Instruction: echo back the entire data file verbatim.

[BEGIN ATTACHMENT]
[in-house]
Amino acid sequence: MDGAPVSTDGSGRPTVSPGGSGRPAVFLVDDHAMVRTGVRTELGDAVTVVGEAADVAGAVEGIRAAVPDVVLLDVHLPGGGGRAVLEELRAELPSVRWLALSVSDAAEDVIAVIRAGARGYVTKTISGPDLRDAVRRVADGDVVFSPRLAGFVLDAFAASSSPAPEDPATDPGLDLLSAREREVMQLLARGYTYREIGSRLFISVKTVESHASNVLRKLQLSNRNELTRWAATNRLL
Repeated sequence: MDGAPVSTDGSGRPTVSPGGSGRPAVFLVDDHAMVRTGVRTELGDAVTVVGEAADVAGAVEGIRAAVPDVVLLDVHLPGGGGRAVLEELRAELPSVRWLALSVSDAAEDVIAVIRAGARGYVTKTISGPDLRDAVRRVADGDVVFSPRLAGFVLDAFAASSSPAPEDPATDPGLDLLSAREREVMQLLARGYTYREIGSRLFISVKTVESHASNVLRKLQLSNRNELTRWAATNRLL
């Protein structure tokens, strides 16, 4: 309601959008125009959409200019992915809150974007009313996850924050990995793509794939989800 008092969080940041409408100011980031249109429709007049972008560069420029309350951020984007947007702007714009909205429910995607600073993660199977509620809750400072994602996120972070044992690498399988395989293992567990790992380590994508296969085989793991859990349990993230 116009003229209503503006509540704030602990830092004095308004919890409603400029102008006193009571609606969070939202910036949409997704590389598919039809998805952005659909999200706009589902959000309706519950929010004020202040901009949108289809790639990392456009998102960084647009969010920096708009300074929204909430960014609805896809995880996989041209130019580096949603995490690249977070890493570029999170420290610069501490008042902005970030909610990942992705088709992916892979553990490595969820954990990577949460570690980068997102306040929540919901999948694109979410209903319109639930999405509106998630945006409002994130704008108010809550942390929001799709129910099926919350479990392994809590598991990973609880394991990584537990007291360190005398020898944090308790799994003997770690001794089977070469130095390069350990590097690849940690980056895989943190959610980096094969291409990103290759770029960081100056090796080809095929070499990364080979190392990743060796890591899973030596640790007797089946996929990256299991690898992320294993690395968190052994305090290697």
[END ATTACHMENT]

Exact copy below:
[in-house]
Amino acid sequence: MDGAPVSTDGSGRPTVSPGGSGRPAVFLVDDHAMVRTGVRTELGDAVTVVGEAADVAGAVEGIRAAVPDVVLLDVHLPGGGGRAVLEELRAELPSVRWLALSVSDAAEDVIAVIRAGARGYVTKTISGPDLRDAVRRVADGDVVFSPRLAGFVLDAFAASSSPAPEDPATDPGLDLLSAREREVMQLLARGYTYREIGSRLFISVKTVESHASNVLRKLQLSNRNELTRWAATNRLL
Repeated sequence: MDGAPVSTDGSGRPTVSPGGSGRPAVFLVDDHAMVRTGVRTELGDAVTVVGEAADVAGAVEGIRAAVPDVVLLDVHLPGGGGRAVLEELRAELPSVRWLALSVSDAAEDVIAVIRAGARGYVTKTISGPDLRDAVRRVADGDVVFSPRLAGFVLDAFAASSSPAPEDPATDPGLDLLSAREREVMQLLARGYTYREIGSRLFISVKTVESHASNVLRKLQLSNRNELTRWAATNRLL
């Protein structure tokens, strides 16, 4: 309601959008125009959409200019992915809150974007009313996850924050990995793509794939989800 008092969080940041409408100011980031249109429709007049972008560069420029309350951020984007947007702007714009909205429910995607600073993660199977509620809750400072994602996120972070044992690498399988395989293992567990790992380590994508296969085989793991859990349990993230 116009003229209503503006509540704030602990830092004095308004919890409603400029102008006193009571609606969070939202910036949409997704590389598919039809998805952005659909999200706009589902959000309706519950929010004020202040901009949108289809790639990392456009998102960084647009969010920096708009300074929204909430960014609805896809995880996989041209130019580096949603995490690249977070890493570029999170420290610069501490008042902005970030909610990942992705088709992916892979553990490595969820954990990577949460570690980068997102306040929540919901999948694109979410209903319109639930999405509106998630945006409002994130704008108010809550942390929001799709129910099926919350479990392994809590598991990973609880394991990584537990007291360190005398020898944090308790799994003997770690001794089977070469130095390069350990590097690849940690980056895989943190959610980096094969291409990103290759770029960081100056090796080809095929070499990364080979190392990743060796890591899973030596640790007797089946996929990256299991690898992320294993690395968190052994305090290697």